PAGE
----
That Nashbar Flat-Bar Road Bike that was linked doesn't look too bad. It's got components that are consistently a grade above the more expensive Diamondback, all across the board. Quick release front and back, 8-speed cassette, Acera and Altus instead of Tourney or worse...
I can't recommend enough to take a trip to a local bike shop and listen to what they say. You will learn about proper fitting that can prevent injury (won't happen on a *one size fits all* cheap bike) Test ride different bikes. You might think you know what you will want/like .. but that may be blown away once you test ride. I would NEVER buy a bike where I am not given the opportunity to test ride. Had I done that back in '01 .. I would have laid my cash down somewhere else.
I have spent times over what I did back in '01 this past year and I have NO regrets.
Personally, I would never ride the darned thing, and most around here would never want to ride the darned thing. It is absurdly heavy (I have a "heavy" touring style bike, but he enjoys doing one armed curls with it since he can't do them with his own). It isn't comfortable enough for me. But he has a great time, it is no coat hanger in the garage, he's staying in good shape on it. He stays in better shape on it riding 20-25 miles than I would on my bike riding 20-25 miles. He has no complaints.
If your goal is to ride on pretty flat terrain and get up to 10-15 miles, and nothing more, you'll probably be fine on one of the bikes you suggest, or a cheap beach cruiser. If I were in your shoes, however, I'd try to follow the suggestion of others and look at used options. Garage sales, craigslist, bike shops with used, other sources for used. If you don't want to buy too cheap in case you enjoy it, then spend a little time to find something used that you can test out first to see if you like it. You'll get more bang for the buck and you'll get to test ride. How can you go wrong? The biggest danger is that it makes you more likely to enjoy it, and then you'll start riding more, and then you'll decide you want a better more expensive bike. Get a cheaper bike that is less comfortable and harder to ride, it is more likely that you won't enjoy it and won't have any desire to spend more money down the road.
As a 58 year old geezer with a bad knee.. I went with the Electra Townie 21.. and we LOVE IT... to the point my wife got off her Trek and we found the ladies Townie to match this year..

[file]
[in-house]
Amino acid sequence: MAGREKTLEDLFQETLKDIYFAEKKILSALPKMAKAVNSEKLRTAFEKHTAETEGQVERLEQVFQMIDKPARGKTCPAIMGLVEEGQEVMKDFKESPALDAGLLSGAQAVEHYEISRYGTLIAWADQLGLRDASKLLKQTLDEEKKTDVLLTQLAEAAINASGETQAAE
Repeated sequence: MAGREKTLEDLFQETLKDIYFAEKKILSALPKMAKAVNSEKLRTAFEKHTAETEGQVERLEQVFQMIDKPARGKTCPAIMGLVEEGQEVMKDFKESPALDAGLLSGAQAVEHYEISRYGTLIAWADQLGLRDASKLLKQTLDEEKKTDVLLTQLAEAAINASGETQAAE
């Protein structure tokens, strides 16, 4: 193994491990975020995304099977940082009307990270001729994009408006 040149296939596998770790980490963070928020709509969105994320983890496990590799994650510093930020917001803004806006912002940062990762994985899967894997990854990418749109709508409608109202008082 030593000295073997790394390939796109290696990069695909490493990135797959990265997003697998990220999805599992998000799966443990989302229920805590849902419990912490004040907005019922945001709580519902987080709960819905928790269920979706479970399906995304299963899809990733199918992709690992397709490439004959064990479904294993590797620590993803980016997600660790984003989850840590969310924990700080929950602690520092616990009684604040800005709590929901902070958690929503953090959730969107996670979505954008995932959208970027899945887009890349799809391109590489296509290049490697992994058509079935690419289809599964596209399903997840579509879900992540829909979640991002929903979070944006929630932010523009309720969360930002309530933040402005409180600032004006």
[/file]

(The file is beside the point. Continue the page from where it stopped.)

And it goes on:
they are easy to ride.. very stable... I'm riding it 25-35 miles with out any issues..... NOT a mountain bike.. great bike path, road, park bike... has front suspension so the ride is good, but it's the feet forward design that got me back on a bike again... my very high end road bike has been sitting for 15 years, as my knees just don't like that frame style any longer.... they are pricier.... I picked mine new at REI for $525, but found wife's on craigslist after a few weeks of watching the posts for $225...
Love the Townies.....
Lots of great answers. I began riding last July and after searching around on the internet I found this terrific site and it's over 50 forum. Couldn't ask for more. I'm almost 72 and began last summer after not riding a bike for 43 years. Sad to say you get what you pay for. Good quality new bikes simply cost many hundreds of dollars now a days. I did a moderate amount of research and settled on a Trek FX 7.6, yes, around $1200 at a LBS. I don't regret my decision one bit..and truth be told I could have been as happy with two models below in price. I've got 2930 miles on it through a few minutes ago; 1700 miles on my indoor trainer and the balance on the road. I ride on trails here in northern Virginia weather permitting.
I was originally 222# two years ago and have dropped to 180# and stayed there since buying my bike; my resting heart rate is now 52 and my doctor stopped my blood pressure medicine. I realize that that may not happen for everyone who takes up cycling but after reaching retirement bicycling is an ideal way to make sure you can enjoy retirement and not simply watch yourself wind down till it's over. Perhaps a used hybrid model is in order. Fortunately athletic equipment has a low usage rate, most people having more enthusiasm than follow through. I'll bet you can get a nice one on Craig's List, through the paper, or at a shop. Buying a department store new bike is asking for trouble if you plan on settling on 10-15 mile daily rides. By getting a sound, better quality used bike you can see if it's for you and then save up for a similar (or better) quality one if you like riding. Good luck!